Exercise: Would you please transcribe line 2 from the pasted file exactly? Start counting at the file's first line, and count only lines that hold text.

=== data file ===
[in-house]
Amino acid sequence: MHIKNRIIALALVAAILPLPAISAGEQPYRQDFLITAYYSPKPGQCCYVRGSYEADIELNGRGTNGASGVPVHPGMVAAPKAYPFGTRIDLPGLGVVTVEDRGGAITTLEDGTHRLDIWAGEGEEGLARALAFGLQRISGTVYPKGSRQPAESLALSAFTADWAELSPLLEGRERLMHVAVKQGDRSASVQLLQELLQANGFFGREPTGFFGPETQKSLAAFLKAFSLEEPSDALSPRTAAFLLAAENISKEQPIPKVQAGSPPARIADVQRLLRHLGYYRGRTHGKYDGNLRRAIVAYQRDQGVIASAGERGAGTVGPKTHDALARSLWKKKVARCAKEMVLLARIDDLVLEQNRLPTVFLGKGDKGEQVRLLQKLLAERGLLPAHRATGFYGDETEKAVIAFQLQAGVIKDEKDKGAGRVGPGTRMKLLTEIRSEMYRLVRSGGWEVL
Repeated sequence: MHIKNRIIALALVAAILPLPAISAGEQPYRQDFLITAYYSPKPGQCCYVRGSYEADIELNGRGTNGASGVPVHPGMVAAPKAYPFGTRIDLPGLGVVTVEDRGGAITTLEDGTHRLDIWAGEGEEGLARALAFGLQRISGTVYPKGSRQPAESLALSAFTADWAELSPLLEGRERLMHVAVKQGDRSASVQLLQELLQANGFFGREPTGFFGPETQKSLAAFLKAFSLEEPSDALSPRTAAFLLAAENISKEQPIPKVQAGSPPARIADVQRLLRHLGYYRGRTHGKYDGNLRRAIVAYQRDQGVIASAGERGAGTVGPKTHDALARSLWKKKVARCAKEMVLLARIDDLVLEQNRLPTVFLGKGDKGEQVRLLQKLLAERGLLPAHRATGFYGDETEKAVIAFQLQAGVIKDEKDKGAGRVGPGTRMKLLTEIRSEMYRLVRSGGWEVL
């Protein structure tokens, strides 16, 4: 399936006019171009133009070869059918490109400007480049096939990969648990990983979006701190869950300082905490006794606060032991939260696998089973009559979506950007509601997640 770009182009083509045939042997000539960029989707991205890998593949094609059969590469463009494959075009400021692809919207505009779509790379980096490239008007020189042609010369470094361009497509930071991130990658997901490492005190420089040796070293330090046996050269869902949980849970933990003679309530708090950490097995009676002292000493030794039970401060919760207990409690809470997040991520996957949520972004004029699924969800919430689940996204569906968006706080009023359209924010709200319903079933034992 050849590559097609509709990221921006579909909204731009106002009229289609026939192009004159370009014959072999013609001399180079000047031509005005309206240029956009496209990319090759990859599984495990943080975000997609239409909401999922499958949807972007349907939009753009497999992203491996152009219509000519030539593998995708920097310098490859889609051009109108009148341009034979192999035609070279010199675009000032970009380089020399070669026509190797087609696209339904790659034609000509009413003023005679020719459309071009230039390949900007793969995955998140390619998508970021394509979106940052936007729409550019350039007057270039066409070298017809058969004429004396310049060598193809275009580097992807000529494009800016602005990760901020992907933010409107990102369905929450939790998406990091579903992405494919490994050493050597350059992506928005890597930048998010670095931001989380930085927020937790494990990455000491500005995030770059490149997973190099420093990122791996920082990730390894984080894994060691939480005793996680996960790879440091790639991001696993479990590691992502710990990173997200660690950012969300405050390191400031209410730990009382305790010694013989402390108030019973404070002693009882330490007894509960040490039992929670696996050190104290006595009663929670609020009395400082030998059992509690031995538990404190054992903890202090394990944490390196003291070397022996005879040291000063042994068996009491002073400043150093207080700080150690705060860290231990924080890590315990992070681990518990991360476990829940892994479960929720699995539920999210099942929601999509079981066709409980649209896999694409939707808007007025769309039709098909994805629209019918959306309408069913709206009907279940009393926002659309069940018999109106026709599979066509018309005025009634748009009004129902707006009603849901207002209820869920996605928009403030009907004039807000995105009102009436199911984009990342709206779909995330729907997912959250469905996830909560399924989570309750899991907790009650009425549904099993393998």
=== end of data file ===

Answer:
Amino acid sequence: MHIKNRIIALALVAAILPLPAISAGEQPYRQDFLITAYYSPKPGQCCYVRGSYEADIELNGRGTNGASGVPVHPGMVAAPKAYPFGTRIDLPGLGVVTVEDRGGAITTLEDGTHRLDIWAGEGEEGLARALAFGLQRISGTVYPKGSRQPAESLALSAFTADWAELSPLLEGRERLMHVAVKQGDRSASVQLLQELLQANGFFGREPTGFFGPETQKSLAAFLKAFSLEEPSDALSPRTAAFLLAAENISKEQPIPKVQAGSPPARIADVQRLLRHLGYYRGRTHGKYDGNLRRAIVAYQRDQGVIASAGERGAGTVGPKTHDALARSLWKKKVARCAKEMVLLARIDDLVLEQNRLPTVFLGKGDKGEQVRLLQKLLAERGLLPAHRATGFYGDETEKAVIAFQLQAGVIKDEKDKGAGRVGPGTRMKLLTEIRSEMYRLVRSGGWEVL